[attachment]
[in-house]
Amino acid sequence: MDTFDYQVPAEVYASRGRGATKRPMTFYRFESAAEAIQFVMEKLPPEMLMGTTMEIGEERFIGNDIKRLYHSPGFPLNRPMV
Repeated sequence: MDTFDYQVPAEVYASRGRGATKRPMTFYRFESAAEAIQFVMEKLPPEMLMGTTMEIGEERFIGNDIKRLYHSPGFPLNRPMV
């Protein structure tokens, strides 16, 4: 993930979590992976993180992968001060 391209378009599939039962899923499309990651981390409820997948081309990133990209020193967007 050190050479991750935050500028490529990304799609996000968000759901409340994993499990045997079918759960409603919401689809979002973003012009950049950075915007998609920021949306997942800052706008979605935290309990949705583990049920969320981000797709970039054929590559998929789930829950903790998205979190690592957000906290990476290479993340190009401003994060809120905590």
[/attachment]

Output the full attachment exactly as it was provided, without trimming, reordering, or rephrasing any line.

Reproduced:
[in-house]
Amino acid sequence: MDTFDYQVPAEVYASRGRGATKRPMTFYRFESAAEAIQFVMEKLPPEMLMGTTMEIGEERFIGNDIKRLYHSPGFPLNRPMV
Repeated sequence: MDTFDYQVPAEVYASRGRGATKRPMTFYRFESAAEAIQFVMEKLPPEMLMGTTMEIGEERFIGNDIKRLYHSPGFPLNRPMV
């Protein structure tokens, strides 16, 4: 993930979590992976993180992968001060 391209378009599939039962899923499309990651981390409820997948081309990133990209020193967007 050190050479991750935050500028490529990304799609996000968000759901409340994993499990045997079918759960409603919401689809979002973003012009950049950075915007998609920021949306997942800052706008979605935290309990949705583990049920969320981000797709970039054929590559998929789930829950903790998205979190690592957000906290990476290479993340190009401003994060809120905590």